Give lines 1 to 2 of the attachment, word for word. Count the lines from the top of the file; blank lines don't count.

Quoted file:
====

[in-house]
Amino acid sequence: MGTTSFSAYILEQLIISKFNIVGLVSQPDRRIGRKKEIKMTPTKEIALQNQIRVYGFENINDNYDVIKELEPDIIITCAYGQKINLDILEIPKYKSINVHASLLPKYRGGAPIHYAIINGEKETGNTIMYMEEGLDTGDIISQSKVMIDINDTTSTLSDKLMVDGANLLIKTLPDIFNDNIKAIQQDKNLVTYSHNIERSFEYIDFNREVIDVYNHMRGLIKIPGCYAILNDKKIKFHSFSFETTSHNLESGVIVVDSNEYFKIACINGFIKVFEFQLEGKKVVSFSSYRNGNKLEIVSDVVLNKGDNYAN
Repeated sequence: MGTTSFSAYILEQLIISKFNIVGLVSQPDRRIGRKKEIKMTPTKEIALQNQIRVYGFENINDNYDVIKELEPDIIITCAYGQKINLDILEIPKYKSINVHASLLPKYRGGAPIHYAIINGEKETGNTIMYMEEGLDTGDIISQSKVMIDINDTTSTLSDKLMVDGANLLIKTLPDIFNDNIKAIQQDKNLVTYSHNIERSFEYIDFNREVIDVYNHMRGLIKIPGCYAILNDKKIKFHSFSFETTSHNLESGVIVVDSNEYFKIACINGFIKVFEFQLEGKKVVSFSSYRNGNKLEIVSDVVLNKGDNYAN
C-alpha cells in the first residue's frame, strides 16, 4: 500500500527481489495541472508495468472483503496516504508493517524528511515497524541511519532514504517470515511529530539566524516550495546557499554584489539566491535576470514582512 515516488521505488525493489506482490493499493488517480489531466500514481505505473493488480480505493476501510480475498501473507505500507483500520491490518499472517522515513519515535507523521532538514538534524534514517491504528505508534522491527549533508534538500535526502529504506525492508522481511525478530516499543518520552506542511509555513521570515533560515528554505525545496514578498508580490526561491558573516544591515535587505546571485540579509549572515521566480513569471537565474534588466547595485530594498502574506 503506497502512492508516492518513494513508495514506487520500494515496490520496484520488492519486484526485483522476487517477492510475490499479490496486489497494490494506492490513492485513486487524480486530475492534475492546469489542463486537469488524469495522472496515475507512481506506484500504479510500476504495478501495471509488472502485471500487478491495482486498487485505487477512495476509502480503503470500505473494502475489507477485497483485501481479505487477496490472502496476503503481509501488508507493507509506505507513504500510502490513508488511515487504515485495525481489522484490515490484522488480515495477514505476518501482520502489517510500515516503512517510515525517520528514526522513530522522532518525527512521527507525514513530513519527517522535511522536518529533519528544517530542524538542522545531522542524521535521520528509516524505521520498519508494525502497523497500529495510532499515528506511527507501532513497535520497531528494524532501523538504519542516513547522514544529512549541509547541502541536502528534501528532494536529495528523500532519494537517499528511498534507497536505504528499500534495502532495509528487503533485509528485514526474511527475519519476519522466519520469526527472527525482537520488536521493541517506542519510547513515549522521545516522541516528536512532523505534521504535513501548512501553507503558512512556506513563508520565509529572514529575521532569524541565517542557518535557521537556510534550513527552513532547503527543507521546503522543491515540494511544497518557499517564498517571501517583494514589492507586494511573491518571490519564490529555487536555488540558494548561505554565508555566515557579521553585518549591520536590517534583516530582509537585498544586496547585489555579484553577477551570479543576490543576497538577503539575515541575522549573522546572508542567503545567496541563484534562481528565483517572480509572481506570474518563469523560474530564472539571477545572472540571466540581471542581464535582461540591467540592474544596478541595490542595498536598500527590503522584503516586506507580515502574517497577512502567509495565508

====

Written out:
[in-house]
Amino acid sequence: MGTTSFSAYILEQLIISKFNIVGLVSQPDRRIGRKKEIKMTPTKEIALQNQIRVYGFENINDNYDVIKELEPDIIITCAYGQKINLDILEIPKYKSINVHASLLPKYRGGAPIHYAIINGEKETGNTIMYMEEGLDTGDIISQSKVMIDINDTTSTLSDKLMVDGANLLIKTLPDIFNDNIKAIQQDKNLVTYSHNIERSFEYIDFNREVIDVYNHMRGLIKIPGCYAILNDKKIKFHSFSFETTSHNLESGVIVVDSNEYFKIACINGFIKVFEFQLEGKKVVSFSSYRNGNKLEIVSDVVLNKGDNYAN